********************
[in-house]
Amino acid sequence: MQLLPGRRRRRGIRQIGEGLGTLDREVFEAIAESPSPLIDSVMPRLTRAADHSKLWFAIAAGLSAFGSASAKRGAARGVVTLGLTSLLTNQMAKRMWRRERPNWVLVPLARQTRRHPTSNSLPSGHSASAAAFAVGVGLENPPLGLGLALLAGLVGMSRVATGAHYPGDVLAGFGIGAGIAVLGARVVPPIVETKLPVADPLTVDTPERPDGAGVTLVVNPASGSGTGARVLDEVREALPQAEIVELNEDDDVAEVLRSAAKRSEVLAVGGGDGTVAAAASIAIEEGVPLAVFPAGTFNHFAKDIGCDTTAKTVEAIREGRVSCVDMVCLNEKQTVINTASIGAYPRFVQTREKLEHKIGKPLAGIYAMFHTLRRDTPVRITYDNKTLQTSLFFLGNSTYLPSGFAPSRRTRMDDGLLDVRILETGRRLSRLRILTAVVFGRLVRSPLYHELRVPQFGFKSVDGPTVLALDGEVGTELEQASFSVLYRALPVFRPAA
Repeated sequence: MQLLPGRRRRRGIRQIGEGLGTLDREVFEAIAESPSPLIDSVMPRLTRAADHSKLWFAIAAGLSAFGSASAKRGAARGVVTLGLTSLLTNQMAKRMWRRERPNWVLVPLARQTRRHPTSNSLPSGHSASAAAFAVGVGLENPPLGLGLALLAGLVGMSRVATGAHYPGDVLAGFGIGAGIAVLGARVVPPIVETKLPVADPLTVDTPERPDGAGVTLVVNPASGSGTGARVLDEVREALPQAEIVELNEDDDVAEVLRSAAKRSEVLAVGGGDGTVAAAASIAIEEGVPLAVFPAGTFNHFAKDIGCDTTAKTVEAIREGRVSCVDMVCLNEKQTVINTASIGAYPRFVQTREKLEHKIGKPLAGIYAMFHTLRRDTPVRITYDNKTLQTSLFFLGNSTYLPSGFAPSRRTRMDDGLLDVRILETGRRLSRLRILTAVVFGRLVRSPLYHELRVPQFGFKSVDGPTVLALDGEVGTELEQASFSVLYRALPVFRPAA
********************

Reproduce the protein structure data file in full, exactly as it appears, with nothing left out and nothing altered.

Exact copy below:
[in-house]
Amino acid sequence: MQLLPGRRRRRGIRQIGEGLGTLDREVFEAIAESPSPLIDSVMPRLTRAADHSKLWFAIAAGLSAFGSASAKRGAARGVVTLGLTSLLTNQMAKRMWRRERPNWVLVPLARQTRRHPTSNSLPSGHSASAAAFAVGVGLENPPLGLGLALLAGLVGMSRVATGAHYPGDVLAGFGIGAGIAVLGARVVPPIVETKLPVADPLTVDTPERPDGAGVTLVVNPASGSGTGARVLDEVREALPQAEIVELNEDDDVAEVLRSAAKRSEVLAVGGGDGTVAAAASIAIEEGVPLAVFPAGTFNHFAKDIGCDTTAKTVEAIREGRVSCVDMVCLNEKQTVINTASIGAYPRFVQTREKLEHKIGKPLAGIYAMFHTLRRDTPVRITYDNKTLQTSLFFLGNSTYLPSGFAPSRRTRMDDGLLDVRILETGRRLSRLRILTAVVFGRLVRSPLYHELRVPQFGFKSVDGPTVLALDGEVGTELEQASFSVLYRALPVFRPAA
Repeated sequence: MQLLPGRRRRRGIRQIGEGLGTLDREVFEAIAESPSPLIDSVMPRLTRAADHSKLWFAIAAGLSAFGSASAKRGAARGVVTLGLTSLLTNQMAKRMWRRERPNWVLVPLARQTRRHPTSNSLPSGHSASAAAFAVGVGLENPPLGLGLALLAGLVGMSRVATGAHYPGDVLAGFGIGAGIAVLGARVVPPIVETKLPVADPLTVDTPERPDGAGVTLVVNPASGSGTGARVLDEVREALPQAEIVELNEDDDVAEVLRSAAKRSEVLAVGGGDGTVAAAASIAIEEGVPLAVFPAGTFNHFAKDIGCDTTAKTVEAIREGRVSCVDMVCLNEKQTVINTASIGAYPRFVQTREKLEHKIGKPLAGIYAMFHTLRRDTPVRITYDNKTLQTSLFFLGNSTYLPSGFAPSRRTRMDDGLLDVRILETGRRLSRLRILTAVVFGRLVRSPLYHELRVPQFGFKSVDGPTVLALDGEVGTELEQASFSVLYRALPVFRPAA